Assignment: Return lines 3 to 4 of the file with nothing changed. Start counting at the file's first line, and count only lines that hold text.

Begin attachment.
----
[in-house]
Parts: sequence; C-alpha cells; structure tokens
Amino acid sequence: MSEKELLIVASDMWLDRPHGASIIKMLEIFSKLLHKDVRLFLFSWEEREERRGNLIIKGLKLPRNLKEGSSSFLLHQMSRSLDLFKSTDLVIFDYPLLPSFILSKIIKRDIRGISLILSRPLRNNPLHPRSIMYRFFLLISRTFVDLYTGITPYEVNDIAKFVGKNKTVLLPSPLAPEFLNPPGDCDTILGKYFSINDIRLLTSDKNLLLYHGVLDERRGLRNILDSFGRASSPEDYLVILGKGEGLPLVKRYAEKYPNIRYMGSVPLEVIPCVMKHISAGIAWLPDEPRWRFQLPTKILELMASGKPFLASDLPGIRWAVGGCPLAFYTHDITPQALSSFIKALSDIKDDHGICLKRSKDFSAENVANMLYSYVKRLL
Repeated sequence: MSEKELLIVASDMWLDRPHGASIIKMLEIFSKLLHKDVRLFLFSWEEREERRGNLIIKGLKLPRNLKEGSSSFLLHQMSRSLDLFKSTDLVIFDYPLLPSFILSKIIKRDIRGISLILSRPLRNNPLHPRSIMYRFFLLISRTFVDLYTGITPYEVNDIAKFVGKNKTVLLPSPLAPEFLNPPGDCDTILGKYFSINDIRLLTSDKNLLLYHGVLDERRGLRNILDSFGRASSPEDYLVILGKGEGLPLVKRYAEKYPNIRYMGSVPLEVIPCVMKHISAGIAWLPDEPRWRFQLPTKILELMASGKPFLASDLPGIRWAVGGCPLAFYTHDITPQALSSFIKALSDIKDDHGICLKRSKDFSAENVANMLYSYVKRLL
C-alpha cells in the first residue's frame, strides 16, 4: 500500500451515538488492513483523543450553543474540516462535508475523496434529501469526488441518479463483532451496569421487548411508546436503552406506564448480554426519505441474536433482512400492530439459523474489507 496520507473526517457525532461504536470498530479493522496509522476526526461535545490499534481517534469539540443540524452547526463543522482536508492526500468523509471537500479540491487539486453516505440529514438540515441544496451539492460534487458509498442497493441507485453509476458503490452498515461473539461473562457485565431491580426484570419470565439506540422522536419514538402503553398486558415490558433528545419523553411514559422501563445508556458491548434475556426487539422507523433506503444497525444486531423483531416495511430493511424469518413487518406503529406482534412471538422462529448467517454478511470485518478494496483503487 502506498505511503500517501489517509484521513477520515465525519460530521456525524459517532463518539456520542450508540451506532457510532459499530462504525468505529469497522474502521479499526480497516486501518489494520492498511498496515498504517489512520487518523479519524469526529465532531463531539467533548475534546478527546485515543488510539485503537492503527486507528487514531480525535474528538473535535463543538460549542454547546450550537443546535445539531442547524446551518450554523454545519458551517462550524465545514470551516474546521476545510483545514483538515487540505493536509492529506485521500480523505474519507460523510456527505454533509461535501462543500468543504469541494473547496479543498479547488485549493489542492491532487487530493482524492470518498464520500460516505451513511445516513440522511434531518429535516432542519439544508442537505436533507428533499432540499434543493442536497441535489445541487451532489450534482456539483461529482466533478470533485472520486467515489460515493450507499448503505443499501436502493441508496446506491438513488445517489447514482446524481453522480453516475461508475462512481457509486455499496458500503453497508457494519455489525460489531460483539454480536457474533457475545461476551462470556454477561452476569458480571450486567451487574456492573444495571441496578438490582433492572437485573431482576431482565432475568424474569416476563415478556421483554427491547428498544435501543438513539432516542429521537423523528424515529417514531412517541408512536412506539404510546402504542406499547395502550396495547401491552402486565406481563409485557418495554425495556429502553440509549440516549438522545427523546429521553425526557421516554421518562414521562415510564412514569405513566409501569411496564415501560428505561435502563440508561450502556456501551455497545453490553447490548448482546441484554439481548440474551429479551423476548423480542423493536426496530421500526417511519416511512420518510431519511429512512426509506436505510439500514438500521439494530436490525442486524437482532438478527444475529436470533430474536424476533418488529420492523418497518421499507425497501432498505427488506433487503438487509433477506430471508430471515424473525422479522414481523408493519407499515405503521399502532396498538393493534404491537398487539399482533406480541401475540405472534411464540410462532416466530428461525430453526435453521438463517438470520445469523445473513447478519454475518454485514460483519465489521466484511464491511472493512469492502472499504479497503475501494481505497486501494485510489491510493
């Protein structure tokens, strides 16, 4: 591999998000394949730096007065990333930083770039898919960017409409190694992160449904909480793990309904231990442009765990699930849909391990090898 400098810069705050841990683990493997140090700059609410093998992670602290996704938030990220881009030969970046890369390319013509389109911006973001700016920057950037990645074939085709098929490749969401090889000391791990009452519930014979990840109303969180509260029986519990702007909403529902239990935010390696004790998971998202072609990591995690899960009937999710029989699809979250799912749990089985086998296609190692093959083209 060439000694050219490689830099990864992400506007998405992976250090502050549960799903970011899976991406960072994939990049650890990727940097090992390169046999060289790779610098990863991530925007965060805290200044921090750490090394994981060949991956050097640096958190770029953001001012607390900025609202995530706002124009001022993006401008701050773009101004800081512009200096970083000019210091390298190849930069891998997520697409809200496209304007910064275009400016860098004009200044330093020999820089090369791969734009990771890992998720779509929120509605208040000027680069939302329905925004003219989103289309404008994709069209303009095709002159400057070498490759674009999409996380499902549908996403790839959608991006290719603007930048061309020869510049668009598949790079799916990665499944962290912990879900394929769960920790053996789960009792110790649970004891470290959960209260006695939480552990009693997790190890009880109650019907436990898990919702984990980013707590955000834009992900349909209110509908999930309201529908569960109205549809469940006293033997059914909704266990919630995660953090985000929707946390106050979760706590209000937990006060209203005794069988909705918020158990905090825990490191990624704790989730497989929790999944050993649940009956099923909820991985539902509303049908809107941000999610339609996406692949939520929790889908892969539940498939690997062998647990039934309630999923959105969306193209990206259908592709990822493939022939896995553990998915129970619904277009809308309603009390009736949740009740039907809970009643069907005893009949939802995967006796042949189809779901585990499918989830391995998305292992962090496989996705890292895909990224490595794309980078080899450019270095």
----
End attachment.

Amino acid sequence: MSEKELLIVASDMWLDRPHGASIIKMLEIFSKLLHKDVRLFLFSWEEREERRGNLIIKGLKLPRNLKEGSSSFLLHQMSRSLDLFKSTDLVIFDYPLLPSFILSKIIKRDIRGISLILSRPLRNNPLHPRSIMYRFFLLISRTFVDLYTGITPYEVNDIAKFVGKNKTVLLPSPLAPEFLNPPGDCDTILGKYFSINDIRLLTSDKNLLLYHGVLDERRGLRNILDSFGRASSPEDYLVILGKGEGLPLVKRYAEKYPNIRYMGSVPLEVIPCVMKHISAGIAWLPDEPRWRFQLPTKILELMASGKPFLASDLPGIRWAVGGCPLAFYTHDITPQALSSFIKALSDIKDDHGICLKRSKDFSAENVANMLYSYVKRLL
Repeated sequence: MSEKELLIVASDMWLDRPHGASIIKMLEIFSKLLHKDVRLFLFSWEEREERRGNLIIKGLKLPRNLKEGSSSFLLHQMSRSLDLFKSTDLVIFDYPLLPSFILSKIIKRDIRGISLILSRPLRNNPLHPRSIMYRFFLLISRTFVDLYTGITPYEVNDIAKFVGKNKTVLLPSPLAPEFLNPPGDCDTILGKYFSINDIRLLTSDKNLLLYHGVLDERRGLRNILDSFGRASSPEDYLVILGKGEGLPLVKRYAEKYPNIRYMGSVPLEVIPCVMKHISAGIAWLPDEPRWRFQLPTKILELMASGKPFLASDLPGIRWAVGGCPLAFYTHDITPQALSSFIKALSDIKDDHGICLKRSKDFSAENVANMLYSYVKRLL